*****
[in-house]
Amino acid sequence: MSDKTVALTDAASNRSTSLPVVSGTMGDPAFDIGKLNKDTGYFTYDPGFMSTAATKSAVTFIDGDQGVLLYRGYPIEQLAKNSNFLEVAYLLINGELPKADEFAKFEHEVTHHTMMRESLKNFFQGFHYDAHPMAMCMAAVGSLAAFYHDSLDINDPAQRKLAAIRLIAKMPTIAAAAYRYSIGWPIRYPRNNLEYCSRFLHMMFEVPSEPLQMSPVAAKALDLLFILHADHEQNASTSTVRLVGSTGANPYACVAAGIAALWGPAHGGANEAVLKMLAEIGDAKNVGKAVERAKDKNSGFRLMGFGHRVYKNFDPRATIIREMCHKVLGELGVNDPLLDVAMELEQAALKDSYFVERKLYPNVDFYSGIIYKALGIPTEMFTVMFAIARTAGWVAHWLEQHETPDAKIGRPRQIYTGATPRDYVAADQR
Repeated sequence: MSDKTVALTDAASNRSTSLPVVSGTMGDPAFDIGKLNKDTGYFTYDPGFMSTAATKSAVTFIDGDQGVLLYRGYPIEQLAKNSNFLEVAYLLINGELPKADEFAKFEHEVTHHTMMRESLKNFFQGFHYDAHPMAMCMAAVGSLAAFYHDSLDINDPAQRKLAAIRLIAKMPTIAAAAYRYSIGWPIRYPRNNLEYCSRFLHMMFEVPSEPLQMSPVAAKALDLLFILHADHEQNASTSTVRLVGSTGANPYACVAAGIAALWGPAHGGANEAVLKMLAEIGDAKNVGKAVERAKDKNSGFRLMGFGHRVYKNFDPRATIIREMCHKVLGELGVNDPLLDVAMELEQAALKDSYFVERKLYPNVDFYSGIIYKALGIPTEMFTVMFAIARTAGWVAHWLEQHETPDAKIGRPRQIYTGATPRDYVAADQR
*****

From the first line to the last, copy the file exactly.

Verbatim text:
[in-house]
Amino acid sequence: MSDKTVALTDAASNRSTSLPVVSGTMGDPAFDIGKLNKDTGYFTYDPGFMSTAATKSAVTFIDGDQGVLLYRGYPIEQLAKNSNFLEVAYLLINGELPKADEFAKFEHEVTHHTMMRESLKNFFQGFHYDAHPMAMCMAAVGSLAAFYHDSLDINDPAQRKLAAIRLIAKMPTIAAAAYRYSIGWPIRYPRNNLEYCSRFLHMMFEVPSEPLQMSPVAAKALDLLFILHADHEQNASTSTVRLVGSTGANPYACVAAGIAALWGPAHGGANEAVLKMLAEIGDAKNVGKAVERAKDKNSGFRLMGFGHRVYKNFDPRATIIREMCHKVLGELGVNDPLLDVAMELEQAALKDSYFVERKLYPNVDFYSGIIYKALGIPTEMFTVMFAIARTAGWVAHWLEQHETPDAKIGRPRQIYTGATPRDYVAADQR
Repeated sequence: MSDKTVALTDAASNRSTSLPVVSGTMGDPAFDIGKLNKDTGYFTYDPGFMSTAATKSAVTFIDGDQGVLLYRGYPIEQLAKNSNFLEVAYLLINGELPKADEFAKFEHEVTHHTMMRESLKNFFQGFHYDAHPMAMCMAAVGSLAAFYHDSLDINDPAQRKLAAIRLIAKMPTIAAAAYRYSIGWPIRYPRNNLEYCSRFLHMMFEVPSEPLQMSPVAAKALDLLFILHADHEQNASTSTVRLVGSTGANPYACVAAGIAALWGPAHGGANEAVLKMLAEIGDAKNVGKAVERAKDKNSGFRLMGFGHRVYKNFDPRATIIREMCHKVLGELGVNDPLLDVAMELEQAALKDSYFVERKLYPNVDFYSGIIYKALGIPTEMFTVMFAIARTAGWVAHWLEQHETPDAKIGRPRQIYTGATPRDYVAADQR